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Family survives tornado that destroyed their home
GREENE COUNTY, Ohio (Larry Davis) -- The tri-state's Wednesday evening was wild and dangerous thanks to at least one tornado.
In Adams County, strong winds and hail dealt a blow in and around West Union. But to the north, the damage was much more severe. A tornado touched down in Cedarville about eight miles northeast of Xenia. That is the same place where a massive tornado destroyed part of the town 40 years ago.
The scene looked bleak as a house and a barn collapsed from the tornado in Cedarville Wednesday night. A funnel forms and falls from the sky. That's how it began and it ended with a house and a barn obliterated. Underneath all the rubble was a family trapped. But amazingly enough they got out unharmed. Local 12 reporter Larry Davis has their incredible story of survival.
The twister touched down around 6p.m. traveling north east. It leveled a pig farm that had been in the Dobbins' family since the 1880's. Seven people headed for the basement and it's a good thing they did because they were able to live and tell their tale.
Roger Dobbins' family farm is reduced to rubble. He is just thankful nobody got hurt. Along with six other friends and family members, Roger rushed to the basement when a tornado rolled through the Cedarville area.
Shari Dobbins said, "So we all went in and went down to the cellar and umm, hunkered down together and felt the walls shake and the rain come over and we knew something had happened. We just didn't know how bad it was."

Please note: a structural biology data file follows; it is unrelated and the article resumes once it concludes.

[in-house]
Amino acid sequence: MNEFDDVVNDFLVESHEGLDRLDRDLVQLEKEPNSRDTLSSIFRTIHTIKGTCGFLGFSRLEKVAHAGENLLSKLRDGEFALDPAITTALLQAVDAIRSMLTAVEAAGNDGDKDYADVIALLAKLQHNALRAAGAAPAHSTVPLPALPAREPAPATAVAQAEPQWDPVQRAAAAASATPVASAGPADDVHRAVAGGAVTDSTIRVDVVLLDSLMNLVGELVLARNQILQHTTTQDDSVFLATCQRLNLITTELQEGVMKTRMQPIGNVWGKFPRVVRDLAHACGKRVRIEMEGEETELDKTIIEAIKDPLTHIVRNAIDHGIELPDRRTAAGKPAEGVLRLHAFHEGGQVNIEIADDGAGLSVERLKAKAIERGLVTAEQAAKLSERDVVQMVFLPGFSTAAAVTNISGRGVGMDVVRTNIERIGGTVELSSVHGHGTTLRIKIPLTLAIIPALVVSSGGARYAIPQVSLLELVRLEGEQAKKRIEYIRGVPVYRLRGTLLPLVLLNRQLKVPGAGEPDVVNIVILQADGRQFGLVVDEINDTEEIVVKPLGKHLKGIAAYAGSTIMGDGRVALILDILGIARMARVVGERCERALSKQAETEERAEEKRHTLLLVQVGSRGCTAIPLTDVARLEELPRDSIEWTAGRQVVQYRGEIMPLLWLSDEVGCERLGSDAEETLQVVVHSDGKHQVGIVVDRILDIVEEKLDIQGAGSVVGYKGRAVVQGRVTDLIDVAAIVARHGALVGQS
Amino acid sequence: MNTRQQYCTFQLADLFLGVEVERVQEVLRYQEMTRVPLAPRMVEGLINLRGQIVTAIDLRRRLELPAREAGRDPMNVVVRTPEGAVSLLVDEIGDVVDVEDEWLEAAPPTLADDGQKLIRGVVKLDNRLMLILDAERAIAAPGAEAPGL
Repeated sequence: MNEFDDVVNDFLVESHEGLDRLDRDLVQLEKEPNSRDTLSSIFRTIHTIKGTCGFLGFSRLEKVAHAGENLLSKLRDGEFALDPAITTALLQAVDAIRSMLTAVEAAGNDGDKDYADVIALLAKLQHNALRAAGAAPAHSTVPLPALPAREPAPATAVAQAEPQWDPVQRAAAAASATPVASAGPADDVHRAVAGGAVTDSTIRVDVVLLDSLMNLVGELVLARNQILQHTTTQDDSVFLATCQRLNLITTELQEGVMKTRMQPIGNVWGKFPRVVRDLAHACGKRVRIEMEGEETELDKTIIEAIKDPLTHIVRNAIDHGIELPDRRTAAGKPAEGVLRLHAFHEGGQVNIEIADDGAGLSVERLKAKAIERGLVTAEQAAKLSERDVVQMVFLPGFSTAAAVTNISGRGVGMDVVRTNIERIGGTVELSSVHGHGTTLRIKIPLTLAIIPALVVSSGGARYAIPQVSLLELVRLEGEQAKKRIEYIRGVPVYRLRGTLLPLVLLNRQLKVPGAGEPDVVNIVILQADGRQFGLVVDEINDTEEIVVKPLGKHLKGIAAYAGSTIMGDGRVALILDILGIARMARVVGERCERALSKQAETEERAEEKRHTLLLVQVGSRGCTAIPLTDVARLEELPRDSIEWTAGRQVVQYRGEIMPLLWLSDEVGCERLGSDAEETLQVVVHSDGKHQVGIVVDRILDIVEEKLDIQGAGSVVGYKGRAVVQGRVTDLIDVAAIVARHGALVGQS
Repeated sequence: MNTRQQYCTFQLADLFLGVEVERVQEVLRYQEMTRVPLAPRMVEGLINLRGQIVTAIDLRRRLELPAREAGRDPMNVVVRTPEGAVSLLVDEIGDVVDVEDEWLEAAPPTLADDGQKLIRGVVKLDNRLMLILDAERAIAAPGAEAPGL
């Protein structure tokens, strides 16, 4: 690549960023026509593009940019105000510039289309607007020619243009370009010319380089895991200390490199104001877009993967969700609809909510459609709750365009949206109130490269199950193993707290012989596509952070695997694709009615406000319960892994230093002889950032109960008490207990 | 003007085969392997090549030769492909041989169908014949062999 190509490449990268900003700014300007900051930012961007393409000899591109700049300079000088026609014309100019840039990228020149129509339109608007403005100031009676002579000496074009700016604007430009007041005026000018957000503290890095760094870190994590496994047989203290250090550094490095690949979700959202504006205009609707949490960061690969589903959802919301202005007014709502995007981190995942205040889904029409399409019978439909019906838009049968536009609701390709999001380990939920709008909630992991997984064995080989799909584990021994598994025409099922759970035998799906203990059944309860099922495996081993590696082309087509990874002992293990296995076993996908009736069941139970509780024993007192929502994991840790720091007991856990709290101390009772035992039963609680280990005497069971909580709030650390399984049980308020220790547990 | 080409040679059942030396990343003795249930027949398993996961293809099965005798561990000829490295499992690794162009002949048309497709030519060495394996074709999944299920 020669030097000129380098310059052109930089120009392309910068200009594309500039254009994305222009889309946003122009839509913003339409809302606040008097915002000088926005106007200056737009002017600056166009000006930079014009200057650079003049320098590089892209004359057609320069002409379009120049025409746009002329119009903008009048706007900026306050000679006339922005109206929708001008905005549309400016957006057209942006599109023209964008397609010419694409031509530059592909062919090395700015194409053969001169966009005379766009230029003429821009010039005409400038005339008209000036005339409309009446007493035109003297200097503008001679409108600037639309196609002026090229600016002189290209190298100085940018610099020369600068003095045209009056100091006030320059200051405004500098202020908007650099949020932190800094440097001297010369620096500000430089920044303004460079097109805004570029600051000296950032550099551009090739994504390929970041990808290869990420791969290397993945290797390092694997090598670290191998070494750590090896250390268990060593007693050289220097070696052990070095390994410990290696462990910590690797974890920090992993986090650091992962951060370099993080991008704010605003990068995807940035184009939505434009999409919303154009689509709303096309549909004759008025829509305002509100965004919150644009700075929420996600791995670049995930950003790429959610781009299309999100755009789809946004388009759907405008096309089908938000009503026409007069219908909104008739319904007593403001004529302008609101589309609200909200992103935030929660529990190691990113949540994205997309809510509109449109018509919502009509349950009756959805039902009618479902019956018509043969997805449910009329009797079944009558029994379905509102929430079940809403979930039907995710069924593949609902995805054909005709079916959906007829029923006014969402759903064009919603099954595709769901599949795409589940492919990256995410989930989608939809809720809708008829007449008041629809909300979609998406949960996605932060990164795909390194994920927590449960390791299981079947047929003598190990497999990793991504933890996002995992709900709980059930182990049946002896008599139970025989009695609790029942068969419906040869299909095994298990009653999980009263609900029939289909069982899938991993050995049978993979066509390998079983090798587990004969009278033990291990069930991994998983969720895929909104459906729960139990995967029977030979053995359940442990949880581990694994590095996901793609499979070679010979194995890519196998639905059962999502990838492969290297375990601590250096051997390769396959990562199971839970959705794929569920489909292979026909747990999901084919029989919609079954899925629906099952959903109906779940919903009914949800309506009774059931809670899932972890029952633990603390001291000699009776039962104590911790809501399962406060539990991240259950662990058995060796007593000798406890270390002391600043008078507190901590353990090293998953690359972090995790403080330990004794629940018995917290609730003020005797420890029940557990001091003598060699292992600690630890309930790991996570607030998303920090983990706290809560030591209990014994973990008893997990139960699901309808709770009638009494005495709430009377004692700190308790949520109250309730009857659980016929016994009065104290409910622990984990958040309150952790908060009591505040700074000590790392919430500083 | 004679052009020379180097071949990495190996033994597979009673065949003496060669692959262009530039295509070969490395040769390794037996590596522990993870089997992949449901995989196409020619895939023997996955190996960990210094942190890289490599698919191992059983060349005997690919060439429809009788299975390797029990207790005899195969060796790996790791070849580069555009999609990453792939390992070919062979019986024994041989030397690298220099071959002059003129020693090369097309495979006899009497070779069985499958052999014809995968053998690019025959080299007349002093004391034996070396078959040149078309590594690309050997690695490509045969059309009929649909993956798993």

Shari Dobbins said the tornado sounded like a freight train. They were in the basement for just a matter of minutes before everything around them was destroyed. Police Chief Chris Gillaugh spotted the tornado headed towards the farm.
"I was no more than four football fields away from it. The tornado itself looked to be about a football field width so I went ahead and called in, had the tornado on the ground. It was picking up debris. You could see when it was hitting telephone poles and just pulling poles right out of the ground," Chief Gillaugh said.
Roger Dobbins says he and the others were trapped in the basement for about a half an hour before being rescued by firefighters.
Roger said, "We couldn't get out until they dug us out and cut a hole because we have a set of steps that come out of the basement but a wall had fallen over on it so I could hear all these guys. They were digging us out, they couldn't hear me."
Even though he lost the family farm Roger Dobbins knows that life goes on, he's thankful no one was hurt.
"I've been around here long enough to know that, you know, you can move on as long as nobody was hurt," he said.
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